Obesity is a growing problem around the globe and is an established risk factor of many diseases of which some may prove fatal. Obesity is defined by World Health Organisation (WHO) as abnormal or excessive fat accumulation that may impair health. A person with a body mass index (BMI) of 30 or more is generally considered obese.1 Abdominal obesity classification was performed by considering waist circumference values of ?80cm for women and >94cm for men, specified by International Diabetes Federation (IDF) in waist circumference measurements.2 Obesity has been reported to contribute to the development of disorders like cancer, diabetes, respiratory problems, cerebrovascular and cardiovascular diseases as well as psychosocial problems such as obsessive-compulsive disorder (OCD), social phobia, anxiety, depression, loneliness, exclusion, stigmatisation, and social isolation.3,4 Obese individuals face fat-phobic behaviours and negative attitudes in many areas of their lives such as family, work, health and education in childhood, adulthood and old age periods, and may be exposed to prejudice and discrimination.5-7 The fact that fat phobic behaviours, stereotyped thoughts towards overweight people, signifying a pathological fear of being overweight, feeling antipathy towards being overweight, and disliking weight as well as negative attitudes towards obese individuals are evaluated by nurses among university students with a high potential to be involved in all areas of life. It is important as the first step in prevention of these problems which obese individuals can encounter. Many studies have examined fat phobia scale (FPS) levels and attitudes toward obese person (ATOP) among students in the world but no research has determined their correlation with healthy lifestyle behaviours. Comprehensive studies involving all education units are very limited and any study conducted on this subject, particularly in Turkey, has not been found. The current study was planned to evaluate FPS levels and ATOP among university students to determine their correlation with healthy lifestyle behaviours.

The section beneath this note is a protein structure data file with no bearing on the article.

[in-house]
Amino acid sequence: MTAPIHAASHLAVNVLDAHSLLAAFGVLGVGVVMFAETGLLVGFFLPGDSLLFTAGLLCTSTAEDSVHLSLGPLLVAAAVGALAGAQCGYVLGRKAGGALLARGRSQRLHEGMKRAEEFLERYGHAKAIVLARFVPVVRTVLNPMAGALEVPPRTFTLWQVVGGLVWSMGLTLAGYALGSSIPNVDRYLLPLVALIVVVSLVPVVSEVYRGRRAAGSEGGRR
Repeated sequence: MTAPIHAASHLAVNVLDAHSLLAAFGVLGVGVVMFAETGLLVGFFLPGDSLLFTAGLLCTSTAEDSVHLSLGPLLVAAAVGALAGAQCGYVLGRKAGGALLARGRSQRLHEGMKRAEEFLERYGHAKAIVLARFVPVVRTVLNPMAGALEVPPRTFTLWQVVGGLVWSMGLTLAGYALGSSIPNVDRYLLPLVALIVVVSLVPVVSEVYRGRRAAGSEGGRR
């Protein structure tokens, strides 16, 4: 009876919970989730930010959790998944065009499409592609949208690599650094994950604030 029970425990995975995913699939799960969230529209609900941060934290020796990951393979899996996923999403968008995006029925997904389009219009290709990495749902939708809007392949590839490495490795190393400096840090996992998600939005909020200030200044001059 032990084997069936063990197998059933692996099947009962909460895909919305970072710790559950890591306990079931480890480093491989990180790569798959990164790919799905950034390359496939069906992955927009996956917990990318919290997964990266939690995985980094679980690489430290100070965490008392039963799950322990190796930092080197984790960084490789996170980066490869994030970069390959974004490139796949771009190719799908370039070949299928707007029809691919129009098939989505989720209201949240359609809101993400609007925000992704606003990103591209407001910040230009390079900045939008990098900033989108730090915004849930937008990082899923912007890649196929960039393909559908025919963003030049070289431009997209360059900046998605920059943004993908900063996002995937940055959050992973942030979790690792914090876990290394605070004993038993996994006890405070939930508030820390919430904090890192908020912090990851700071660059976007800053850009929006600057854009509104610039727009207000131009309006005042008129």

Subjects and Methods